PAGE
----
Monday, November 28, 2005

The Kushboo controversy seems to be losing steam

Uma has a round up of early articles and analyses. Summarizing Jaya Menon's analysis of the controversy, she said, "Caste, film, politics make a strange cocktail in Tamil Nadu". What a strange cocktail it is! It would take great skill to unravel the ingredients of this cocktail, and Jaya Menon does it quite well -- but she covers only the recent events.

A set of ancient (circa 2002-03) events form the backdrop to the current controversy. When Rajinikant made his now infamous 'last' film Baba, it was expected to do very well; everything was indeed going well for that film, until PMK, a party that claims to represent some backward communities in northern Tamil Nadu [dont' snicker ... TN does have a north and a south!], chose to take Rajinikant on. It asked why this man, who claims to be led by spirituality in real life, glorifies and propagates such bad habits as smoking in his films. [The present Union Health Minister, Dr. Anbumani Ramadoss, is a son of P.K. Ramadoss, the PMK leader; is it surprising that he recently tried to ban 'smoking scenes' in all movies?]. In the event, Baba flopped, probably because it was a bad film -- many mainstream magazines panned it. But Ramadoss and his PMK followers claimed 'victory', and somehow they lived with that aura for sometime.

Armed with this 'victory' they tried to take on the entire film industry by insisting that all Tamil movies must have their titles in Tamil, and Tamil only. Kamal Haasan's 'Mumbai Express' fell foul of this exacting condition, and there was an agitation. Things were pretty dicey for Kamal, until he managed to get the Chief Minister Jayalalithaa's support for artistic freedom!

Nursing their wounds after this 'defeat', these guys were waiting for their next opportunity. Kushboo was a great target, in more ways than one. (a) Cinema: She is an actor. (b) Region: She is from the North (Maharashtra, I think). and (c) Politics: She has a quiz show on Jaya TV, a channel that is openly aligned with the CM of Tamil Nadu, Ms. Jayalalithaa and her party, ADMK. [Ramadoss and PMK are aligned (at present) with the opposition in the state, but are a part of the ruling coalition at the Centre.]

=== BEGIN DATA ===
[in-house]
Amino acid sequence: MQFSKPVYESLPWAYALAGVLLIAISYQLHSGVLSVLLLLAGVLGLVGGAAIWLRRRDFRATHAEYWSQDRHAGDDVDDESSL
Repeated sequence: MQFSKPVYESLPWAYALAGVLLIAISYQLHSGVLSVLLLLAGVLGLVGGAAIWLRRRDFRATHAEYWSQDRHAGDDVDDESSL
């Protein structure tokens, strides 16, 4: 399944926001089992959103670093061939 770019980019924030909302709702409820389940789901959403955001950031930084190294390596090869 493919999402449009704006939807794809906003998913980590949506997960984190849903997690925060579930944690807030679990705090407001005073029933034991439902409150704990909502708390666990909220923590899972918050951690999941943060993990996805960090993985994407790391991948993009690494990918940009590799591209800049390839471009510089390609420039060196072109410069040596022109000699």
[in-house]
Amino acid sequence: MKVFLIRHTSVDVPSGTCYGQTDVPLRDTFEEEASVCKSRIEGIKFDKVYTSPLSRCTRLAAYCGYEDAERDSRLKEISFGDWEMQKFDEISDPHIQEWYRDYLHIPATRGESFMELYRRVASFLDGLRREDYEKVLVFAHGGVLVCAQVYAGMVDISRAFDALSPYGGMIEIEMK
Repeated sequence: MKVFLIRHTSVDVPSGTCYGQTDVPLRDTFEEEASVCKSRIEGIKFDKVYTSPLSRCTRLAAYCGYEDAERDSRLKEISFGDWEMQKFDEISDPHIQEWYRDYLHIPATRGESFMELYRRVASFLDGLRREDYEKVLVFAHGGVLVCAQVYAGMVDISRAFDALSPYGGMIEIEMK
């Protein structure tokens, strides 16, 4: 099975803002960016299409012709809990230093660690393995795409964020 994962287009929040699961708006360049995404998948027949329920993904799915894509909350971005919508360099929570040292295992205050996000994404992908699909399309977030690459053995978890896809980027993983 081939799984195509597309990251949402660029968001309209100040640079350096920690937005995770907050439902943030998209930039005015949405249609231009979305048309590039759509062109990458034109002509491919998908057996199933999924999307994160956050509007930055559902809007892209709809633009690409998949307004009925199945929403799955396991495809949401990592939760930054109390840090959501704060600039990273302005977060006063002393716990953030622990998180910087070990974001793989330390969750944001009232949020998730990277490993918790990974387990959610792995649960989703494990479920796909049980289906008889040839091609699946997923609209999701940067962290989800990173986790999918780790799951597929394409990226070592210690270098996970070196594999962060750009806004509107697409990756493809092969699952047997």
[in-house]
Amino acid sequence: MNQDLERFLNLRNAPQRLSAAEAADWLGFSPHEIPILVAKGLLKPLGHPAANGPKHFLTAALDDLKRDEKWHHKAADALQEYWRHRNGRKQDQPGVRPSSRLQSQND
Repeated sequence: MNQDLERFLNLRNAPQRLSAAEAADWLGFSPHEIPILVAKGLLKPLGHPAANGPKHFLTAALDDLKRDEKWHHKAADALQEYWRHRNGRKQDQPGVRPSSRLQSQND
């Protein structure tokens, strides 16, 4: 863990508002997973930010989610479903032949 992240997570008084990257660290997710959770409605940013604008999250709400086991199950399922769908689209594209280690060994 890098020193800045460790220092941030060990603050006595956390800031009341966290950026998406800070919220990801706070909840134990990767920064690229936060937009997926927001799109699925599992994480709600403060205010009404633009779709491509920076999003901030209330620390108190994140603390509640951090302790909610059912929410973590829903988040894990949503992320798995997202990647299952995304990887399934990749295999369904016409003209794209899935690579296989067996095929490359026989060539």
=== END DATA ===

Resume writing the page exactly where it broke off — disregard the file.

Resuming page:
That is ancient history in three paragraphs. Let's cut to the present.

Thankfully, the matter is likely to come to an end soon. As reported in the Hindu (Friday, 25 November 2005), the Madras High Court has stayed all the proceedings against Kushboo in the lower courts. The judge has also taken the police to task. This probably happened too late to be included in Suresh Nambath's article yesterday, but even there, it is clear that things are calming down:

But the civil society responded, slowly but surely. Journalists' associations were quick to sense a threat to freedom of expression, and opposed the moral policing. Among the political parties, the Left organisations recognised the seriousness of the issue and condemned the protests. Eventually, it became clear that the protestors enjoyed no public sympathy despite the wide coverage they got in a partisan section of the media.

Only at this point did the leaders of the PMK and the Dalit Panthers choose to distance themselves from the actions of their party men. Although they continued to criticise the actors, they denied that their parties had anything to do with the protests, which they claimed were "spontaneous".

In the meantime, people have also started filing cases against Suhasini, another actor who has expressed solidarity with Kushboo. Here is what a couple (one filed a case, and her husband gave a 'witness' statement) had to say about the two actors under fire:

The complainant sought to punish the actress for making provocative statements with an intention of causing riot and enmity between different groups.

She alleged that Ms. Suhasini's statement had tarnished the image of the Tamils.

Ms. Suhasini's support to Ms. Kushboo would lead to more cases of HIV/AIDS.

Mr. Vadivel Goundar said as a father of a girl, he was disturbed by Ms. Suhasini's views, as the bridegroom's parents would seek medical certificate on his daughter's virginity at the time of wedding.

Can you think of anything more laughable than this interpretation of what Kushboo said, originally? [Do these people even remember what she said?] It is on such utterly flimsy grounds that the magistrates of the great land of Tamil Nadu send summons to the two actors to appear in court.

Nambath observed, "the argument [behind the lawsuits] was that Kushboo's remarks were offensive and could breach public peace and order. However, the only threat to public peace came from the organised protests. "

Precisely. Thankfully, the end appears to be near.


  1. Anonymous said...

    excellent! I have been out of TN for so many years now that I have no idea about what happens there - except what I hear from my parents. but looks like some things never change.
    also, along with cinema, region and such is also religion : if I remember right, Khushboo was a muslim in her earlier avtaar (pre cinema heroine days)...?

  2. Abi said...

    No, Charu, religion is not a factor at all in the protests by the PMK and PT cadre. They are clean there. Unfortunately, they are generally not clean on the 'region' front -- but there is a change in tactics. Unlike the earlier times, they are rather subtle about it -- they don't mention it!

    As for some things remaining the same, you are absolutely right!